I encountered more serious glitches as I dived further into the app. I used the keyboard with the Mail application on my Xoom and was incredibly impressed by how well it worked. I decided that I would write this review in Google Docs on my Xoom, using the app, and suddenly my predictive text bar was gray, blank, and unusable.
It turns out that the keyboard queries text fields to determine content and cursor position. According to A.I.type, some applications return non-standard results to the keyboard app, and "when our keyboard reacts to this wrong information, the results are poor". Kudos to the vendor for immediately acknowledging this known problem in response to an email, and sending me a test version of the .apk. The test version fixed the Google Docs issue, but I had to force close it at one point when I stepped out of Docs. The vendor said it would be deploying a hot fix for the Google Docs issue and other issues in a matter of days. Let's hope the force close issue is fixed there as well.
I also learned that the vendor made a design choice to turn off the predictive algorithms when working inside single line fields in a browser in order to make sure that they are not processing user passwords. An understandable choice, but it ought to have been explained somewhere.
This isn't the first split keyboard for Android we've seen. At CES last month we saw the TouchPal Input Suite which has many of the features of the Float-N-Split and is free.
So, what's the bottom line? The A.I.type Float-N-Split keyboard's predictive algorithm is excellent. The keyboard is easy to configure and use. I would have designed the app a little differently in some places. But the vendor was responsive to problems that were reported and fixed them quickly.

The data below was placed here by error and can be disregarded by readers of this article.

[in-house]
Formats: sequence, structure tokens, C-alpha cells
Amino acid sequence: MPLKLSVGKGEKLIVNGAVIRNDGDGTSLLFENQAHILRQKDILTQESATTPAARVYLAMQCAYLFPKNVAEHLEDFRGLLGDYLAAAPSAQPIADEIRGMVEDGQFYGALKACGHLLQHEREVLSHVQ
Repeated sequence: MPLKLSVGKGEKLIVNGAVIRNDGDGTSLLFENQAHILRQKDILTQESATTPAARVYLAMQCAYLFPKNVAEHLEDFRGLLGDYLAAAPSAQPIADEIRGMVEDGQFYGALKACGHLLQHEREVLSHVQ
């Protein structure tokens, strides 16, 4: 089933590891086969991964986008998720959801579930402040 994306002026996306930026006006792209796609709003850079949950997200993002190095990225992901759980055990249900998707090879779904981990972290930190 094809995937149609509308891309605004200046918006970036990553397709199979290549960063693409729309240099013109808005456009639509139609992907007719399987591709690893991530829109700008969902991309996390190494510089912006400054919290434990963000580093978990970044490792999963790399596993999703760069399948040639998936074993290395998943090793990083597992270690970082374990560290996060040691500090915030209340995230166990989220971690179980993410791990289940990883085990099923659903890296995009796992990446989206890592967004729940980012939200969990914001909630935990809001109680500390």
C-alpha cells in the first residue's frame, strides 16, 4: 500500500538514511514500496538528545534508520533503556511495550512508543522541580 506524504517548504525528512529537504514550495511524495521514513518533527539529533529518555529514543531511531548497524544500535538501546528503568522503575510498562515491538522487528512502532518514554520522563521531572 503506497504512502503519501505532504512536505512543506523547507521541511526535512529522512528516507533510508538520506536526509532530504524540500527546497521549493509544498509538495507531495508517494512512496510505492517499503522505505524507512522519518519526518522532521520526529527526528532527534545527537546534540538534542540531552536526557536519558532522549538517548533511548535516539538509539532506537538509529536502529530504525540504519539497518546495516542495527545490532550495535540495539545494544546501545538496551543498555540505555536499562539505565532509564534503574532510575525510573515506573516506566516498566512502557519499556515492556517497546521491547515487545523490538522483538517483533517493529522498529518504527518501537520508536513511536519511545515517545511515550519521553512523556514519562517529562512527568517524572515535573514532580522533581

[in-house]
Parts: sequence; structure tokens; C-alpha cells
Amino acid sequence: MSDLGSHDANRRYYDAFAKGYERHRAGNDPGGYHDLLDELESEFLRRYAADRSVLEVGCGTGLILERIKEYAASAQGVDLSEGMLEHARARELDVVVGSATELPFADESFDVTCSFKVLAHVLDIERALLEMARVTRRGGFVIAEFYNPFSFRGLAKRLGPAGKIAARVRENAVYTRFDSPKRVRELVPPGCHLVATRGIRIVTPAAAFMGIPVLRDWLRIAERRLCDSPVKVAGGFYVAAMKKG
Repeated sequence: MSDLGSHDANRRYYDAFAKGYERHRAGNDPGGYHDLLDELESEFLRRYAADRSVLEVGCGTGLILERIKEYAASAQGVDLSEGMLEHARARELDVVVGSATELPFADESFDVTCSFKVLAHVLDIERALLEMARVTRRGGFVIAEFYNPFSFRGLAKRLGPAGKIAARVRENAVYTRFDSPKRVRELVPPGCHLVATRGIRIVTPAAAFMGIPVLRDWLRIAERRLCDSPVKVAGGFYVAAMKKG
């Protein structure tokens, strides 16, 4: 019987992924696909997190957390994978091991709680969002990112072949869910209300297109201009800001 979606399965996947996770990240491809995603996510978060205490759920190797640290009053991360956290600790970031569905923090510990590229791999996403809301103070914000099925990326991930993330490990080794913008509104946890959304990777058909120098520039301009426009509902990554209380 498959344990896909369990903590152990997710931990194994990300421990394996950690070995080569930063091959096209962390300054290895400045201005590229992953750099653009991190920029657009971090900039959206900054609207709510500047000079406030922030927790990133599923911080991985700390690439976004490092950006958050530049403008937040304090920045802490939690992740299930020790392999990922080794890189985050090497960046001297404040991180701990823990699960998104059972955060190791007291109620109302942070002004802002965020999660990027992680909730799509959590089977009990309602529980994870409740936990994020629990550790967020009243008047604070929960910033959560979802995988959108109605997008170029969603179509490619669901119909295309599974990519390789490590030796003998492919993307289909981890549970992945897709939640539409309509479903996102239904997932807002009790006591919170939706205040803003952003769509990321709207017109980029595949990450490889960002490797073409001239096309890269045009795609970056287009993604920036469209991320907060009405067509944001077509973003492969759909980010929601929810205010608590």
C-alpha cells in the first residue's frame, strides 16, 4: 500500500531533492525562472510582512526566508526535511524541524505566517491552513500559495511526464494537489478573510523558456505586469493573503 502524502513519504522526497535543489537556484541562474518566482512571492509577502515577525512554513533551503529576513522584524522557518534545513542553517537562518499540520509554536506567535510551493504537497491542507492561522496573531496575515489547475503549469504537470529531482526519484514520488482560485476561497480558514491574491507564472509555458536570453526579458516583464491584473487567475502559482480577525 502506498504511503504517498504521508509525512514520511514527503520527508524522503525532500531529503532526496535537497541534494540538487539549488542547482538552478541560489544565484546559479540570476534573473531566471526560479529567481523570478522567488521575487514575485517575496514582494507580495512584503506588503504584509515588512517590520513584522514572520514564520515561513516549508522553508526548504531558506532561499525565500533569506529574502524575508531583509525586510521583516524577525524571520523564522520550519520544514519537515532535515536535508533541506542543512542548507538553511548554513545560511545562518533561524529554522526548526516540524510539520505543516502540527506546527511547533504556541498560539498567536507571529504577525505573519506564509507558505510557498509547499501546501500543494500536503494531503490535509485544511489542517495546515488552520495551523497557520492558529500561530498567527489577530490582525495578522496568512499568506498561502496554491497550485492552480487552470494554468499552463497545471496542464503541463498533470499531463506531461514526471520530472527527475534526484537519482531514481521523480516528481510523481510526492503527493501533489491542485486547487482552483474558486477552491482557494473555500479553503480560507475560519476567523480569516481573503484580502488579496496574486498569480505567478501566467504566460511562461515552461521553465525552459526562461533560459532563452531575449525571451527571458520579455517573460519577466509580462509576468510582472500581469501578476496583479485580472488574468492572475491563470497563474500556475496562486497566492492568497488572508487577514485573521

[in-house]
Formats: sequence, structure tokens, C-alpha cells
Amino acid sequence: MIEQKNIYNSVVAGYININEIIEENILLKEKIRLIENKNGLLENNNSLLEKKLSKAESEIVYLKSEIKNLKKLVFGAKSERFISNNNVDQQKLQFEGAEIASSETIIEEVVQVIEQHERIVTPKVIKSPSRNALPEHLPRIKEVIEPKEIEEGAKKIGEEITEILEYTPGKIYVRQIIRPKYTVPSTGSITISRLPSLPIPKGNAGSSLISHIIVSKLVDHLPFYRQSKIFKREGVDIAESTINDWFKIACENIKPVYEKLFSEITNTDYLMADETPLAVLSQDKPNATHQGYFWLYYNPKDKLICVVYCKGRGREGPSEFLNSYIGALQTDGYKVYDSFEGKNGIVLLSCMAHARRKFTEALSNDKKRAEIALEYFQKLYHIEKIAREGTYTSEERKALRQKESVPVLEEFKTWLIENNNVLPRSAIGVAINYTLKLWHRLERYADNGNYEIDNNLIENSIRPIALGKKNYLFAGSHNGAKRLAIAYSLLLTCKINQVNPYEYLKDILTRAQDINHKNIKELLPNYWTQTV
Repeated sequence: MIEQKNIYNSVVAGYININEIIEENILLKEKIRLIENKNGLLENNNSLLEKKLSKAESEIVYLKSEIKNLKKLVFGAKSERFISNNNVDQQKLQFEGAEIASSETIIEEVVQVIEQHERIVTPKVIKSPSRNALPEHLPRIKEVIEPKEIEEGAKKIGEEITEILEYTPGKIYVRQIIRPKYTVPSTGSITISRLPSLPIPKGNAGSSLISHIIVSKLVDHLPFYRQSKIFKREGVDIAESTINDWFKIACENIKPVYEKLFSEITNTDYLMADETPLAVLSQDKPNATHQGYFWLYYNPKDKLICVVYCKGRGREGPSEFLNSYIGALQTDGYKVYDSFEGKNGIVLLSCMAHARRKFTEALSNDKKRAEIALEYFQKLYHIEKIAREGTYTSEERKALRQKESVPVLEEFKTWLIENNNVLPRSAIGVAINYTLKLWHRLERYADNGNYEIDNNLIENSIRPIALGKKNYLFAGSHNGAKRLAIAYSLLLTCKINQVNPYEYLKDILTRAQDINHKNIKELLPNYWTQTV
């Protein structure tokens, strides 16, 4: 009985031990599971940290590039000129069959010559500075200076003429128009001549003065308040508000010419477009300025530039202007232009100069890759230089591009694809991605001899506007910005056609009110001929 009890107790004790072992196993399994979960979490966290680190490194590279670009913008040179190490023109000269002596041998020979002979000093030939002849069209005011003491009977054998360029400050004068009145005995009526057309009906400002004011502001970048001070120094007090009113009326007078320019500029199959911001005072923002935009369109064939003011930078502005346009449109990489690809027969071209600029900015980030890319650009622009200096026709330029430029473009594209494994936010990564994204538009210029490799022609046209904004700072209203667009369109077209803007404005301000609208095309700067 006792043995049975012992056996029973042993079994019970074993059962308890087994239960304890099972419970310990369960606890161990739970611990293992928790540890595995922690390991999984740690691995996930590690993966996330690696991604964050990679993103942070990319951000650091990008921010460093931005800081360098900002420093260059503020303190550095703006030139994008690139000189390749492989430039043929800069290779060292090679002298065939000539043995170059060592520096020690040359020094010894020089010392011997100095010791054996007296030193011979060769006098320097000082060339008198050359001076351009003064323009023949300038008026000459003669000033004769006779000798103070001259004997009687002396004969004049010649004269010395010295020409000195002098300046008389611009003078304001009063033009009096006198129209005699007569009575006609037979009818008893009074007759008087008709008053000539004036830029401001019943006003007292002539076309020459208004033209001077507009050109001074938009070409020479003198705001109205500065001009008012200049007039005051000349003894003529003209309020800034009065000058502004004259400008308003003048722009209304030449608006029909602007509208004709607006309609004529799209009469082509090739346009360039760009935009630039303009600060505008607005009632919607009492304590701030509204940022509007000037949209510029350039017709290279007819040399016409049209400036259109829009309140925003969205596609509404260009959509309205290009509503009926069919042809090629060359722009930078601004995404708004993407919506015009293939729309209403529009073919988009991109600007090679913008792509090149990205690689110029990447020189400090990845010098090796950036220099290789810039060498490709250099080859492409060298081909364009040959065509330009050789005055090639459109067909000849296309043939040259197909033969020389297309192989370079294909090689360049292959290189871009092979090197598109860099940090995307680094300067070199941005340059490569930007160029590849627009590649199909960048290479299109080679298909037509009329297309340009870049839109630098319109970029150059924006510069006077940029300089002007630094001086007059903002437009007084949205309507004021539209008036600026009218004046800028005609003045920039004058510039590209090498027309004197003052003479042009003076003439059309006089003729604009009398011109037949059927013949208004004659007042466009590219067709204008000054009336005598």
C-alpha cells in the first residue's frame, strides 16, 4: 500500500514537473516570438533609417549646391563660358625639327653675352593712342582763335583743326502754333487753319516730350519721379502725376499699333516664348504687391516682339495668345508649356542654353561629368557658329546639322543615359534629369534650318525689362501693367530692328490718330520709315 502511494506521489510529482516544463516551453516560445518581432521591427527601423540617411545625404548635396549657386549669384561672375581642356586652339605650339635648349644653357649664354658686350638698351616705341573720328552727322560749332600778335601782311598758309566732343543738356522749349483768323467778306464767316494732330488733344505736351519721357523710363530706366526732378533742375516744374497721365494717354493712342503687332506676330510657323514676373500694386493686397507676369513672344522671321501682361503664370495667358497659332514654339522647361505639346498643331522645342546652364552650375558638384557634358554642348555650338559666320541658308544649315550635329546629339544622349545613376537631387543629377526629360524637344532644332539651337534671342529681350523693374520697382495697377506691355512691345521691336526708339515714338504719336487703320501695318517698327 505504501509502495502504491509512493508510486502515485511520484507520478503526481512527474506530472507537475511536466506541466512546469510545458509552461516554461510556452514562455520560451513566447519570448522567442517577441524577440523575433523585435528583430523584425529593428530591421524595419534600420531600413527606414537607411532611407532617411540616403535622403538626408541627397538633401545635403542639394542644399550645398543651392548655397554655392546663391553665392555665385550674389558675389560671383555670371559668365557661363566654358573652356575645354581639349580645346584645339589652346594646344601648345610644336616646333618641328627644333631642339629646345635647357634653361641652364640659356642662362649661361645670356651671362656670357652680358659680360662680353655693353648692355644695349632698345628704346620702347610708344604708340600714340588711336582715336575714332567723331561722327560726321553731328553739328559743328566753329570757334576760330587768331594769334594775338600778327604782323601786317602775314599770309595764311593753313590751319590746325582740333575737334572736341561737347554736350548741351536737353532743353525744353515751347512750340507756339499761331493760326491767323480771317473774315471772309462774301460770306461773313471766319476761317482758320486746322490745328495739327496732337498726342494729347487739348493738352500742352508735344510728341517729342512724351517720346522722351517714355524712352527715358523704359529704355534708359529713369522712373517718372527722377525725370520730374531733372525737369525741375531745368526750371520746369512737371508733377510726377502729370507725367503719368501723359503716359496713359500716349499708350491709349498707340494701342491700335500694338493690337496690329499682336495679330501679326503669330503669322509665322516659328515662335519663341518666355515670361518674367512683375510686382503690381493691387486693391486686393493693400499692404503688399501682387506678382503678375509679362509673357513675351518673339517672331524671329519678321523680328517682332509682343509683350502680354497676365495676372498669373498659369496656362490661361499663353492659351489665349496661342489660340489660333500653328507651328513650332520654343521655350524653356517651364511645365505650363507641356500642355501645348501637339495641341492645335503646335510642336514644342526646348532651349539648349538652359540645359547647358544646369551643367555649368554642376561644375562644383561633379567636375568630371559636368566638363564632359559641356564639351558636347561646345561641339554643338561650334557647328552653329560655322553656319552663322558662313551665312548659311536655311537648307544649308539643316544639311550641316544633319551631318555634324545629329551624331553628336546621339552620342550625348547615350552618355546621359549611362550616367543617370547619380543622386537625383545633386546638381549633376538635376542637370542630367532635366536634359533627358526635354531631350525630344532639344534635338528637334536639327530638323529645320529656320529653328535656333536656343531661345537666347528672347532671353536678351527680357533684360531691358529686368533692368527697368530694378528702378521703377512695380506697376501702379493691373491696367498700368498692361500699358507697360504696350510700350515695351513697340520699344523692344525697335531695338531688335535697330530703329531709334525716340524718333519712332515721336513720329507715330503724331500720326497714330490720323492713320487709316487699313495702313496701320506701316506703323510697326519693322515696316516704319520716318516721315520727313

I like it, and I'll keep using it, but I'll watch for fixes and updates.
This alternative keyboard app for Android tablets offers impressive predictive text and correction as well as many options for controlling size, shape, color and background. It works extremely well with several apps, such as Mail, but its behavior with some other apps needs work.
Top-notch predictive text features.
Lots of options to control appearance and behavior.
Works smoothly and quickly.
Does not work with every application.
A little glitchy.
About the Author(s)
Jerry Ryan is a Senior University Lecturer in the Department of Computer Science at the New Jersey Institute of Technology. He has done software development, technical sales, and management at Bell Labs, Lucent, Avaya and Motorola.If you'd like to reconnect, or just say hello, send an email to [email protected].